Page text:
In this series, we take a look at some of the most interesting young talents in the world of football. Next up is Reggina’s 19-year-old dynamic ‘mezzala’ Giovanni Fabbian
Serie B is always a good league to keep an eye on when looking for some of the most interesting talents in Italian football. Not all positions are equally well-stocked on talent, though. Right now, it looks like a very prosperous moment for midfielders: if the National team is struggling to produce talents that are good enough for their ambitions in defense and attack, there are plenty of interesting and talented midfielders that are rising through the ranks year after year. The last Serie B campaign saw the breakthrough of Niccolò Fagioli, who showcased his full range of technical skills with Cremonese. In this first part of the season, another young Italian midfielder was able to draw an equal amount of attention. His name is Giovanni Fabbian, he’s 19, and he plays for Reggina.
After just a few months of Fabbian’s first season as a professional, he already managed to appear bigger than the league is playing in. He played 17 games, scoring five goals and providing one assist. A decent offensive contribution, especially for a midfielder that is not even that offensive, who helped Reggina in the great campaign they have played so far. The Calabrian side ranks second in Serie B, only three points behind Fabio Grosso’s Frosinone (who can be considered the breakthrough team for the quality of their football).
In Filippo Inzaghi’s 4-3-3, Fabbian plays as the right mezzala, with a vertical and dynamic interpretation of the role. He plays alongside a ‘tidy’ central midfielder such as Zan Majer, and another mezzala such as Hernani, that plays more statically than him, mostly trying to influence the game with his playmaking.
Fabbian, on the other hand, only plays with a few touches, in a simple way, without too much playmaking. His most obvious quality from these past few months has been his talent to play without the ball. His defensive intensity, but also his savvy and intensity in movements without the ball. He is a midfielder that is great at cutting behind the lines, as highlighted by his manager Filippo Inzaghi. “He’s a 19-year-old that scored five goals as mezzala”, said Inzaghi. “Our football is a bit atypical and is perfect for him as it allows him to cut into the penalty box. I didn’t know him and the club was great but also his agent, he wore me out to sign him. Knowing how my teams play – with the midfielders cutting into the box – he knew he was going to be a great signing for me”.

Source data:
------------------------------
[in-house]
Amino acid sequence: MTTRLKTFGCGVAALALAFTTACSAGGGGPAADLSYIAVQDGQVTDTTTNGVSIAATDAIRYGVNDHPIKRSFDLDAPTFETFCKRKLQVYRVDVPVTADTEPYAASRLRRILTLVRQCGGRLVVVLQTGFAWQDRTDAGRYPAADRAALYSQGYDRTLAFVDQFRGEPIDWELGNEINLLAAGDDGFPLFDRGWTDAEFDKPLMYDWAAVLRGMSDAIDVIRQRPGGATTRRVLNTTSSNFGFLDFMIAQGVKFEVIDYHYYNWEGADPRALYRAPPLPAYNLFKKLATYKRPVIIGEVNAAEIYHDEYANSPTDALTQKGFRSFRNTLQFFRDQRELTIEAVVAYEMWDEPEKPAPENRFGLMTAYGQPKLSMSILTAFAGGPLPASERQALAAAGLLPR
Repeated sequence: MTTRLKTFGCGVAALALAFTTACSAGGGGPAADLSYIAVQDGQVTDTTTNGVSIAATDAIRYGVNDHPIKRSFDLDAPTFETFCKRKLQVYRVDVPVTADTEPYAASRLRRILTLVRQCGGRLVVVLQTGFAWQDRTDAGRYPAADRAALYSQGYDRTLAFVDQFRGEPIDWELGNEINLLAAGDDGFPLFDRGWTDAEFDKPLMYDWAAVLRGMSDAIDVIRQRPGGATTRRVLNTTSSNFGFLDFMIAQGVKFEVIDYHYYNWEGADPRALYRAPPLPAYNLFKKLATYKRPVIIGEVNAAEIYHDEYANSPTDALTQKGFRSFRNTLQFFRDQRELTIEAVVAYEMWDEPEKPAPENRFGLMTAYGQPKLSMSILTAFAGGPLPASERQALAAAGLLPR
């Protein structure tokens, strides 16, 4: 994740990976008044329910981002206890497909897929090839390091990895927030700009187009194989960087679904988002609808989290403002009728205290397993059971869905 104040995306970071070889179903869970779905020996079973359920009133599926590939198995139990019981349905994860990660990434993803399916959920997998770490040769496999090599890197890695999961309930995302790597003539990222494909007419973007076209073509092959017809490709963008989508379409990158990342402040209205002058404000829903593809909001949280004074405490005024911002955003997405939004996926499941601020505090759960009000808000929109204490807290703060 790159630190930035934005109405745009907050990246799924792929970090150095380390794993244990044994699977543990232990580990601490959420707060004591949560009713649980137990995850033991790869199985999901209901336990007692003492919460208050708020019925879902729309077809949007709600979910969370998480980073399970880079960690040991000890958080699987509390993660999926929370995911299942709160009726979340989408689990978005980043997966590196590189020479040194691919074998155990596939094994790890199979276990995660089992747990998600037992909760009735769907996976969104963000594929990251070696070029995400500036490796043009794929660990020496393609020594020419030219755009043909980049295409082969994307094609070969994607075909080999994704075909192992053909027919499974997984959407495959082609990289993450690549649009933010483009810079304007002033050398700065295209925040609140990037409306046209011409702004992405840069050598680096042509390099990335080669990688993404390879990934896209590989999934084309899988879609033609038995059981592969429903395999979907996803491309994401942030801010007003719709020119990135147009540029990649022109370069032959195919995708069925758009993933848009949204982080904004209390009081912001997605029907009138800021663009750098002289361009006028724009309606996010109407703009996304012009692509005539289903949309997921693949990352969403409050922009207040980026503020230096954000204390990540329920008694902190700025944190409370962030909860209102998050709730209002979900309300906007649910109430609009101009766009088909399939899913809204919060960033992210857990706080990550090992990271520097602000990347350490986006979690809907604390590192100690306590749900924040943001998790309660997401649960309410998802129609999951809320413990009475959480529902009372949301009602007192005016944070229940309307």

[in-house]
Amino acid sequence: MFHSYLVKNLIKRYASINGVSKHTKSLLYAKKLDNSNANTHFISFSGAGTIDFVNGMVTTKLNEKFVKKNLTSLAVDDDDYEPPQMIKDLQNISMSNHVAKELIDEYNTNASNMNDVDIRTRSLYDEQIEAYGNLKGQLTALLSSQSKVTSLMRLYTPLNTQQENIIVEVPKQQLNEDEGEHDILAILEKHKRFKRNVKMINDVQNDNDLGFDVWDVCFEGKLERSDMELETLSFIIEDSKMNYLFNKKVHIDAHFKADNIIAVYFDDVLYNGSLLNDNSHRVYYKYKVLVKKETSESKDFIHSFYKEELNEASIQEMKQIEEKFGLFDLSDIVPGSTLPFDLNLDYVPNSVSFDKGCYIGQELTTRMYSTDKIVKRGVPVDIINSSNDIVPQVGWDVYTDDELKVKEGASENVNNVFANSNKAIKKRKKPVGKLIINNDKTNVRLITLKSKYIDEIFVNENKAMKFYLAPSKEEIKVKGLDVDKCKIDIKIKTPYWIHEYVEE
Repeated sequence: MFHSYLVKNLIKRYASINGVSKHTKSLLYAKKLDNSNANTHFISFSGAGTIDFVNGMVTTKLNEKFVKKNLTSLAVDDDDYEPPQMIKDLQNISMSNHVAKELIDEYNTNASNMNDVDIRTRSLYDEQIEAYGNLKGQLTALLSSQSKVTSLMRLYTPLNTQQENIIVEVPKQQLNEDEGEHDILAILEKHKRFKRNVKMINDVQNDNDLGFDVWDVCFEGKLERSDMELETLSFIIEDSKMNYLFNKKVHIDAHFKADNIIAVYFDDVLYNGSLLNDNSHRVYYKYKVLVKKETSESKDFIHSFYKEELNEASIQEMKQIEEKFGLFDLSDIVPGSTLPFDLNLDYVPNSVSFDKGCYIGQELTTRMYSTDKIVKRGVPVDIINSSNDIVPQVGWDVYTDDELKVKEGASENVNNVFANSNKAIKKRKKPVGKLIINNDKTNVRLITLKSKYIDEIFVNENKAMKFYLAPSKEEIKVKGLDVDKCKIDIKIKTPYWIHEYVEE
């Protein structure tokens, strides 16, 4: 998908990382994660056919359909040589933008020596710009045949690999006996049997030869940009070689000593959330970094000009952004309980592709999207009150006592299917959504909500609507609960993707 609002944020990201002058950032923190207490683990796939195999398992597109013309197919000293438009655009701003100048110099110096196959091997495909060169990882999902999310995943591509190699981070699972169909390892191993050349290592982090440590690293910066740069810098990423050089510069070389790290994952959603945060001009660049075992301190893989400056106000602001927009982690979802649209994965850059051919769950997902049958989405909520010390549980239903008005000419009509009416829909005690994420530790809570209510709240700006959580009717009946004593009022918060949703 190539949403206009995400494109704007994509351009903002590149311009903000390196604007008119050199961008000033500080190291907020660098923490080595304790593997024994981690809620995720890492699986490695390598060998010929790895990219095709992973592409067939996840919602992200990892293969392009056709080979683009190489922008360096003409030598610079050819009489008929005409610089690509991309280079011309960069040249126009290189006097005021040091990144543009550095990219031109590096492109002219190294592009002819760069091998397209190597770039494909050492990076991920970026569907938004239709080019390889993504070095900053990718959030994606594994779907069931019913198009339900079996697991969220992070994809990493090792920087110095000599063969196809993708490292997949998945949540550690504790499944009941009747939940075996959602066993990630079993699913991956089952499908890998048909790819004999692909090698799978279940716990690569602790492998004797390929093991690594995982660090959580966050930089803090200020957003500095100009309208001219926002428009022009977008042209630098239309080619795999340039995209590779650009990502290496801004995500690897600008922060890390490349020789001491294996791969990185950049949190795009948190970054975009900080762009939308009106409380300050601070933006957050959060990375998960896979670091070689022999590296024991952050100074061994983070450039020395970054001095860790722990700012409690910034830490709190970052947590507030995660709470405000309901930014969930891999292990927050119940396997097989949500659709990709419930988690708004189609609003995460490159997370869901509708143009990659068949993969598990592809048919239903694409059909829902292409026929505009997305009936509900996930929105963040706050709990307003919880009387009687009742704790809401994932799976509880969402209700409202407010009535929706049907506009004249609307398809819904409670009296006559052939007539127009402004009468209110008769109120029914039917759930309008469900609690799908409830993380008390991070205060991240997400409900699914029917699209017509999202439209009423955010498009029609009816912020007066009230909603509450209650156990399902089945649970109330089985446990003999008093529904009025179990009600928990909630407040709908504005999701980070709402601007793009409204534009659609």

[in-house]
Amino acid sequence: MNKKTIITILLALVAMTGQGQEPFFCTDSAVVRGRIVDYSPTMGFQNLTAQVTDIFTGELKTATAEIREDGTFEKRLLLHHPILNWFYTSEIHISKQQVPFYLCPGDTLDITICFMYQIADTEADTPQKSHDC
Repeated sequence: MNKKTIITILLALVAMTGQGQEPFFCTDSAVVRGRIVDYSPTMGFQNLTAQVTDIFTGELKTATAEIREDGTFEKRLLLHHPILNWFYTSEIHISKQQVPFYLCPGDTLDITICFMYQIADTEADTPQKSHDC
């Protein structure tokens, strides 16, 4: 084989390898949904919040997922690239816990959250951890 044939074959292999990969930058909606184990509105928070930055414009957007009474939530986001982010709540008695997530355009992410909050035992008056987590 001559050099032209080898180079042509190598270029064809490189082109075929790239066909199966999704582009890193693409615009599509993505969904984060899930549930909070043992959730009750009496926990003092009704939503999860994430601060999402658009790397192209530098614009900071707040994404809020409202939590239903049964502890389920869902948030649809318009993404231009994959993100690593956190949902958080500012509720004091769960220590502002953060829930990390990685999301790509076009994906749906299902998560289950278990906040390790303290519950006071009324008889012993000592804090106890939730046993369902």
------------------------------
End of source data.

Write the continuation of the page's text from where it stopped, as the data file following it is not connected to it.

Four out of the five goals he scored were headers, a skill on which Fabbian takes advantage of his remarkable timing but also a great technique. In this goal against Brescia, for example, he does a movement and countermovement to gain an advantage over the defender. A striker-like play. Fabbian fakes the movement to the far post and then runs toward the other side.
If goals are the most obvious part of his game without the ball, defensively Fabbian already is a very impactful player in Serie B. For the intensity with which he tackles opponents, the strength of his 1v1 duels, but also the intelligence of his interceptions- a very useful skill in Italian football. In this case, again in the game against Brescia, he noticed that the opponent in front of him created a dangerous 1v1 situation. He then runs to double cover with the defender that was running back toward the goal. He misses the kick – too central – but he’s quick of mind and legs to run immediately towards the opponent, anticipate him and pass to a teammate to start the play over.
With the ball, Fabbian’s game is rather minimal. He prefers to leave playmaking to other teammates, avoiding both long and through balls. In the 1v1 duels, though, he’s strong and technical. If he covers the ball, it’s hard to move or unbalance him. He has great maturity in his reading of the game, especially given his age. In the situation below, he doesn’t settle for a simple pass, gaining space with a dribble instead and giving the fullback time to overlap and being served with a through ball. Hence, while having more obvious skills when playing without the ball, technically Fabbian is a clean and tidy midfielder, capable of stepping up when necessary.
In a recent Reggina game in Serie B, Inter’s manager Simone Inzaghi was in the stands. Surely to support his brother Filippo, but who knows, maybe also to keep an eye on Fabbian’s performance, as his ownership belongs to Inter. Rumors have it he could return to Milan already this January, as soon as it may appear. When asked about it, Filippo Inzaghi asked his brother to be patient: “Giovanni needs to grow slowly and calmly. We’ll take good care of him”.